Three Metrics to Gauge the Health of a Growing Team

Kevin Cohn
4 min readNov 13, 2018
Kenai Fjords National Park, Alaska; photo by the author

If your revenue is growing quickly, the chances are good that your team is growing at an even faster pace. Intellectual capital is a startup’s most valuable asset. Recruiting and ramping new team members is incredibly time consuming, especially at scale, but the cost of making a bad hire or spoiling a good one is too great to take shortcuts.

Compared with growth rate, gross margin, and CAC ratio, little emphasis is placed on metrics that help managers to gauge the health of a growing team. Here are three that can serve as reminders, diagnostic tools, or both. I like that each can be calculated for an entire company, for a single department, or even for an individual manager or recruiter.

Zero Year Ratio

The zero year ratio is the percentage of employees that have yet to reach the one-year anniversary of their start date. For example, a company has 100 employees, 30 of which have yet to reach the one-year anniversary of their start date. The zero year ratio is 30%.

This is a more useful metric than average employee tenure because it specifically quantifies the risk of “new.” New employees are less effective and aren’t yet assimilated into company culture. The larger the zero year ratio, the more susceptible the cohort is to execution risk and to company culture not taking hold. This vulnerability needs to be managed.

Consider the following example:

Average employee tenure is 2.3 years. It would be reasonable to assume the company is out of the proverbial new hire woods, but that’s incorrect. The average tenure is 27% higher than the median tenure, i.e., the typical employee has been with the company for only 1.8 years. More importantly, the fact that a full one third of employees are in their first year is hidden. That’s a large ratio for a more than six-year-old company.

The higher the zero year ratio, the more emphasis the executive team needs to place on orientation and training. Ensure that ownership of these activities is clear. Hire people dedicated to the task. Tie manager compensation to achievement of specific, measurable milestones by new employees. Regularly solicit feedback from these employees.

One-Year Survival Rate

The one-year survival rate is the percentage of employees that reach the one-year anniversary of their start date. For example, 15 employees start in a quarter. Four quarters later, 12 of them are still with the company. The one-year survival rate for the cohort is 80%.

Unavoidably, this is a lagging indicator. I still think it’s valuable because it helps to answer two important questions:

  • Are the right people being hired? No one hires a full-time employee with the intention of that person staying for less than a year, so I argue that whatever the reason, such hires are wrong. A low one-year survival rate indicates that the wrong people are being hired.
  • What’s the real cost of filling a position? Most capacity plans somewhat naively assume that filling a position is permanent, or that turnover is “balanced out” by other things. The one-year survival rate allows you to model the cost of hiring with surprising accuracy.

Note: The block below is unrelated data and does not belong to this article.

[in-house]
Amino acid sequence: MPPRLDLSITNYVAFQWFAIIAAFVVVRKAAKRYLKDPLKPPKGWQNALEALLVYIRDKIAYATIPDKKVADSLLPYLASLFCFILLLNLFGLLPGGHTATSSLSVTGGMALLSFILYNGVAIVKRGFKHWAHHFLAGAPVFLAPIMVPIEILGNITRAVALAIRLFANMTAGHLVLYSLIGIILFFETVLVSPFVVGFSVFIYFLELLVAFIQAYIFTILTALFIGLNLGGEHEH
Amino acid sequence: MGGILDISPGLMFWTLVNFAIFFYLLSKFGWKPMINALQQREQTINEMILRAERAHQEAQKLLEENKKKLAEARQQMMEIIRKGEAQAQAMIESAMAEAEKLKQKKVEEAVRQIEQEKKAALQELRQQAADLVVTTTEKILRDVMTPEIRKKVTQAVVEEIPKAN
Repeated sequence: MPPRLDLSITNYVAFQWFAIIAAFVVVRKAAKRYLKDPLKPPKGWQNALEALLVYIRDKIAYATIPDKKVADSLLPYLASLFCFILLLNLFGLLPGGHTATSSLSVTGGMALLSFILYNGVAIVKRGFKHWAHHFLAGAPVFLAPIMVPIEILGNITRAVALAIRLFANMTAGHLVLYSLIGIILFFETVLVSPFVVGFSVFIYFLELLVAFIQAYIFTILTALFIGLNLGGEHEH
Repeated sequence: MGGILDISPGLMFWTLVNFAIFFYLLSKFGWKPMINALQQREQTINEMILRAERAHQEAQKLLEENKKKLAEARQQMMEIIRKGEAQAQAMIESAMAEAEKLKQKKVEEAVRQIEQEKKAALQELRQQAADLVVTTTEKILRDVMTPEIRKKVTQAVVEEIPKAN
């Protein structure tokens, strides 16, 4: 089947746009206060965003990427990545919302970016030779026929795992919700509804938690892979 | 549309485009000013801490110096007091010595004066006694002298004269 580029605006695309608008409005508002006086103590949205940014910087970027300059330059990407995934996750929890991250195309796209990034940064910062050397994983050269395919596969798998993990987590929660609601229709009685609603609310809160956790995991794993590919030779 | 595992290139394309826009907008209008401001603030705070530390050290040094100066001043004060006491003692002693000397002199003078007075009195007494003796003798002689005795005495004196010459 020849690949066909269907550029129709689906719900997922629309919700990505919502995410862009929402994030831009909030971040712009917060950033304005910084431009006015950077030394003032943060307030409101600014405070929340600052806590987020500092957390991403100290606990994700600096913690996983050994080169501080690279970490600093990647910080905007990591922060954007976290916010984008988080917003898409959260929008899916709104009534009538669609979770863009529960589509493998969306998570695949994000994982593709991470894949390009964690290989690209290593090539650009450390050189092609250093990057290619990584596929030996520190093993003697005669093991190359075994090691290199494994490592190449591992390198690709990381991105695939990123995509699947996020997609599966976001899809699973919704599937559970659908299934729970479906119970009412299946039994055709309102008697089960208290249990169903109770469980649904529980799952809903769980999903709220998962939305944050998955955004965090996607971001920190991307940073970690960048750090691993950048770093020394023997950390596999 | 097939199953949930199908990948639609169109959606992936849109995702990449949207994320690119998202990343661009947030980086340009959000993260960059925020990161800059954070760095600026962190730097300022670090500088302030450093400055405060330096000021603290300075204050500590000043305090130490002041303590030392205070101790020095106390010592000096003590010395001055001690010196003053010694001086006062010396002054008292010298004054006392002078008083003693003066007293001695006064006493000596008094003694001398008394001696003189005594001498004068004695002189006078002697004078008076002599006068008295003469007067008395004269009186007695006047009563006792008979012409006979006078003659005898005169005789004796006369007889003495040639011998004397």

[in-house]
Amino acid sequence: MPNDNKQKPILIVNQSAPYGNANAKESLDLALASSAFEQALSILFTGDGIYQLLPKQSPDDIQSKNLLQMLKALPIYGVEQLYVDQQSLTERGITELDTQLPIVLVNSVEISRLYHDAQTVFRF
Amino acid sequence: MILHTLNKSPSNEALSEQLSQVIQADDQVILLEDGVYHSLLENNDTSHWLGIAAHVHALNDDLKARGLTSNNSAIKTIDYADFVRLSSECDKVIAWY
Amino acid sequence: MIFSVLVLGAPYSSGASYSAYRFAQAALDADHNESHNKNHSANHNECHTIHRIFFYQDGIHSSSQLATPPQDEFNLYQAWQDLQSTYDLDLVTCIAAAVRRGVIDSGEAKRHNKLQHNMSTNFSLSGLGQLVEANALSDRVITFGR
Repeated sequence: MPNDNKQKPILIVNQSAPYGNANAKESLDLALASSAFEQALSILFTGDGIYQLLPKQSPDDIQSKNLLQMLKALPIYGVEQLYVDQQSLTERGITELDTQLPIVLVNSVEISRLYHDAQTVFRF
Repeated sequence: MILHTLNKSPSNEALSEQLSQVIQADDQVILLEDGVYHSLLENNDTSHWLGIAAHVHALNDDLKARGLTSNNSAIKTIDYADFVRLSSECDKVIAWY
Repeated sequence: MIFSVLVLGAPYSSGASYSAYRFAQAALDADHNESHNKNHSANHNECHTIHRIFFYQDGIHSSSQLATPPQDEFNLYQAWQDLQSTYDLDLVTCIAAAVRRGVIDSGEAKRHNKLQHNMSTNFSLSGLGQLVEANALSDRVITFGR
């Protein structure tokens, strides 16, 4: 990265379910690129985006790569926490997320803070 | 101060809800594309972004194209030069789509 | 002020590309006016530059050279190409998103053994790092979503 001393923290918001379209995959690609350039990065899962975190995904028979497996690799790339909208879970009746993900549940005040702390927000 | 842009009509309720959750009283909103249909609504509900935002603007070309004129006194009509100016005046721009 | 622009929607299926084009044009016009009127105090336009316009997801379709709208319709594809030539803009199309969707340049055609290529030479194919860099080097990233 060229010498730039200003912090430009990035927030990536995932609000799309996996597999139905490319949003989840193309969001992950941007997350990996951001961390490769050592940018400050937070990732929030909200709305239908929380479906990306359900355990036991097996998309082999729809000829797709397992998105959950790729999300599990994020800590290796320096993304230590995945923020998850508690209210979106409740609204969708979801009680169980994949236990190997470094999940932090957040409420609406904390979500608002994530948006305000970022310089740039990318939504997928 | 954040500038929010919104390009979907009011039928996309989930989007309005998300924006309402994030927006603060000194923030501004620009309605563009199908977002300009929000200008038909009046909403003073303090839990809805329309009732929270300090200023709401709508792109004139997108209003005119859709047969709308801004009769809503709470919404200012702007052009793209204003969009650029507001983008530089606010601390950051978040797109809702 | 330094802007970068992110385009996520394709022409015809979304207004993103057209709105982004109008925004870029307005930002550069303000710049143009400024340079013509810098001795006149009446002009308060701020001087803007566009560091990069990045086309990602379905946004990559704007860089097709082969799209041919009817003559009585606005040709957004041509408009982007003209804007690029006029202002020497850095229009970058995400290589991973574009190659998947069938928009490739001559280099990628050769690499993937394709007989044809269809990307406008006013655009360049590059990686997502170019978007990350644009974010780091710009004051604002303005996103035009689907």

Companies with a low one-year survival rate are living dangerously, if they’re still living at all. There are many possible root causes. You may be hiring too quickly. A lack of clarity regarding the role precludes screening well for the required skills and behaviors. Maybe a bad manager is driving good hires away. Identify and address the root cause, or causes, quickly.

Attrition Ratio

The attrition ratio is the percentage of employees that leave the company voluntarily (i.e., that resign) rather than involuntarily (i.e., are terminated). For example, three employees resign in a quarter and two are terminated. The attrition ratio for the cohort is 60%.

If you’re going to lose an employee, it had better be because you terminated him or her. Putting aside death and retirement (uncommon among startups, thankfully), think about the alternatives:

  • You didn’t want the employee to leave. Shame on the manager for not doing more to retain the employee. Maybe the company is paying below market or isn’t providing enough professional development and career growth opportunities. Everyone knows how much it hurts to lose someone good. Make a priority of getting ahead of this.
  • You wanted the employee to leave. Why didn’t the manager terminate the employee? Keeping underperformers around until they choose to resign is bad for performance (duh!), bad for culture, and bad for the manager’s mental health. Make the hard choice.

There are exceptions, but they’re just that: exceptions. Managers need to be held accountable for influencing these outcomes. One of my best friends worked for a company that tied manager compensation to voluntary attrition. That’s a great model that I intend to use in the future.

Apropos of the above, this metric is particularly helpful in identifying specific departments and managers that are most effective at retaining top talent. The best will have near-zero voluntary attrition. Share their behaviors and success stories with others in the organization.

It’s often said that what separates the most successful startups from the crowd is their ability to recruit and retain top talent. These metrics give a good view into that intellectual capital engine. Sadly, insufficient data is available to provide benchmarks. Please contact me if you’re willing to share your company’s anonymized data for inclusion in a future post.



Kevin Cohn

Chief Customer Officer at Brightflag. I write about issues relevant to and situations faced by SaaS companies as they scale.